Re: Michael Pollan’s “don’ts” his have a lot to do with the food system and what choices we want to make in terms of what we are supporting. There is a lot about health in his recommendations, but not health alone. He believes that we need to eat food that is less processed, less refined, less manipulated, eat closer to the source, support our local farmers etc. so that we eat healthier food, infuse our local economies, and support food systems that are better for the planet. His books are great and he does include a lot of research and back-up information so if you are interested in some studies, you’ll find them in his footnotes or reference pages.

    You can also find interesting information on things like nightshades (tomatoes, eggplant, peppers etc.) that have been know to exacerbate asthma, arthritis and other auto-immune diseases. By reducing or eliminating them you reduce acidic conditions in your body, and therefore inflammation. It’s what’s known as the anti-inflammatory diet. If you google it you’ll find some good reports.

    I’m not a nutritionist, or a scientist, or a calorie-watcher, or a food dissector (breaking down food into its constituent parts). I believe in whole foods, from as close to the farm as possible, prepared simply, avoiding things that don’t make me feel good – for me this includes meat, cheese, milk, and other animal products. For others it might be different. If you have a look at my musings you’ll get a better sense of where I’m coming from. I’m amazed at how much better I felt when I did follow the list above (more or less :). Once things got eliminated and then introduced back in I could really see the effect on my body. Try it! You might like it. And if you don’t, you can always try something else.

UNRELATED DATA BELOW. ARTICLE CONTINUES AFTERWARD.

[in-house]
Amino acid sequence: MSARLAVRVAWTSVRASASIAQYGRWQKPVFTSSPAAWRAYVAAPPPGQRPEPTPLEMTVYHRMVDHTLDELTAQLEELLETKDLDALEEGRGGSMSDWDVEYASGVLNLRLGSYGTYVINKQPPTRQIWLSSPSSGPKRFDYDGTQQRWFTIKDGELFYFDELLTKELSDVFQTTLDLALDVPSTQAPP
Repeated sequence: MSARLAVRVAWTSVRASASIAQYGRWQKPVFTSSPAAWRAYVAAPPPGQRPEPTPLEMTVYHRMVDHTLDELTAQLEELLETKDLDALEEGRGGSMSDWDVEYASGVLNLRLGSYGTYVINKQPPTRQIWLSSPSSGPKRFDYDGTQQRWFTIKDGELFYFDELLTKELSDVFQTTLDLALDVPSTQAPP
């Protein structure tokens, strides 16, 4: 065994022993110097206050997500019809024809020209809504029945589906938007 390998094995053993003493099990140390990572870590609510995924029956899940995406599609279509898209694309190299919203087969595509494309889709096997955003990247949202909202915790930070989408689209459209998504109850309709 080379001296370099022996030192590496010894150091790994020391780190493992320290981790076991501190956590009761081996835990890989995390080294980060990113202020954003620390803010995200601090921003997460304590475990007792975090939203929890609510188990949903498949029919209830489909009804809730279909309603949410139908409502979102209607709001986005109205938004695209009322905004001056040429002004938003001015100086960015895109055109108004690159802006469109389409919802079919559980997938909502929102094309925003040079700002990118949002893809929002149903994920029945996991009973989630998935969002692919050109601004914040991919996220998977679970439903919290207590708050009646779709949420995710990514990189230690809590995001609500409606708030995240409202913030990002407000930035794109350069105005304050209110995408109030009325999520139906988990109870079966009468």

Thanks for the comment and I’m glad you like the recipes.